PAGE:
This article discusses how to build a monochromatic light source to determine the flatness of a surface optically. It uses a high pressure sodium lamp housed within a box to shroud the light source, designed around a diagram from the book Amateur Telescope Making by Albert G. Ingalls. High pressure sodium lamps are the bulbs used in most street lights, they emit visible light within a narrow band of wavelengths.
In my previous post I described observing Newton’s rings using my computer monitor as a light source to show the flatness of a TEC. A flatter TEC has a better thermal contact with its heat sink, allowing faster transfer of heat away from the hot side and hence faster cooling of the cold side. The light I used previously was not monochromatic and so all of the wavelengths of light interfere constructively and destructively at different points, creating rings of different colours blurring into each other. While this allows you to see if it is flat or not, it doesn’t let you do so quantitatively. By replacing the non-monochromatic light of my PC monitor with a monochromatic source, I should in the future be able to determine how flat the TEC is.
The following descriptions and photos discuss the why and how of building a source to measure flatness.
Steve pointed me to a section in a book called Amateur Telescope Making by Albert G. Ingalls which detailed methods of determining the flatness of a surface. The book describes four methods of varying difficulty. The diagram below is the one I chose, which compromises clarity of image for simplicity.
The method from the book expects you to view the rings in the glass plate at 45 degrees as the image is reflected off of it. I built a box from 18mm ply to contain a monochromatic light source, the electronics to run it and a glass plate I salvaged from an A4 scanner. After building it I found that it didn’t work as indicated in the above diagram and that the image I saw of the rings was much stronger when viewed directly at a shallow angle than when I looked at the reflection in the glass plate. In reality I found that the glass plate was very useful to hold some sheets of plastic dispersers/polarisers that were salvaged from a broken PC monitor. Bear this in mind while following the instructions below; the wiring and box details may be useful but you may prefer to take different steps to secure a method of light dispersal which I found necessary to prevent the bulb overpowering the image seen in the optical flat.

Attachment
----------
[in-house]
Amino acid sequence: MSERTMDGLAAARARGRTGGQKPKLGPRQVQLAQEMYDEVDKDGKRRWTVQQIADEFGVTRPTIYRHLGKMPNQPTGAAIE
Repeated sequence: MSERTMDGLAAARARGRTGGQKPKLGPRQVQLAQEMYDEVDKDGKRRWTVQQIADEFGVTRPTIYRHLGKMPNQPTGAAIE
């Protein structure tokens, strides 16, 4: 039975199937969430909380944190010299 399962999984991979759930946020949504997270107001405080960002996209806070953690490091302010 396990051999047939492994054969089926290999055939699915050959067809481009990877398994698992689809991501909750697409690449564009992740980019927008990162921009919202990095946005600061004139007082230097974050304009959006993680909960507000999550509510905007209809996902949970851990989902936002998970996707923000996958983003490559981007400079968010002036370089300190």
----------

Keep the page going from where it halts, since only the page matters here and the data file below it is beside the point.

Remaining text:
For the light source I used a 70W high pressure sodium lamp (SOX) with a ballast and ignitor.These were wired as per the diagram printed on the side of the ignitor. The diagram didn’t show the earth connections though these were stamped on all of the components. The picture below shows the circuit diagram printed on the side of the ignitor which is mounted in the aluminium bracket I made for it (click to enlarge):
Below are the electronics mounted in the beginnings of the box I constructed, with a small bracket to support the bulb halfway along its length. An aluminium bracket was also constructed to hold the ignitor which is an awkward shape to mount without it. The mounting hole doubles as its earth point. (click to enlarge)
A stainless steel plate made to hold the IEC socket. Not necessary but a satisfying touch when I fancied making something in the workshop one day and it helps with storage if there’s not always a plug and lead dangling from the box. Fixed to the box with self tapping screws:
The almost finished box without its front panels and lid (below). This picture shows the arrangement of electronics well and the spacers used to keep the bulb central(ish) above the glass plate. The box could have been made narrower to avoid this but then the electronics would have had to have gone on the outside at the back.
Below is the finished light box without its 3mm ply wood lid. After this picture was taken thin films of plastic from a broken computer monitor were cut to the size of the glass and laid between it and the SOX bulb to diffuse the light, dullthe reflection of the bulb on the optical flat and hence make the rings clearer.
I had intended to paint the interior of the box white to reflect the light down and the back of the box behind the glass black to reduce the reflection of the bulb on the glass. Upon finding that the image of the rings were clearer when viewed directly I didn’t think this was necessary.
With this setup I can see Newton’s rings between the flat and my TEC much more clearly than is apparent in the title photograph. The brightness of the SOX caused a lot of problems in getting a clear shot with my point and shoot camera. Even with a lot of manipulation the image shows the rings much less clearly than with the naked eye.
In a subsequent post I hope to discuss the use of this light box to improve the flatness of the TEC and its water cooled block, including methods of lapping with a lapping plate and grits as well as approximating the flatness by knowing the wavelenth of the light emitted by the light source.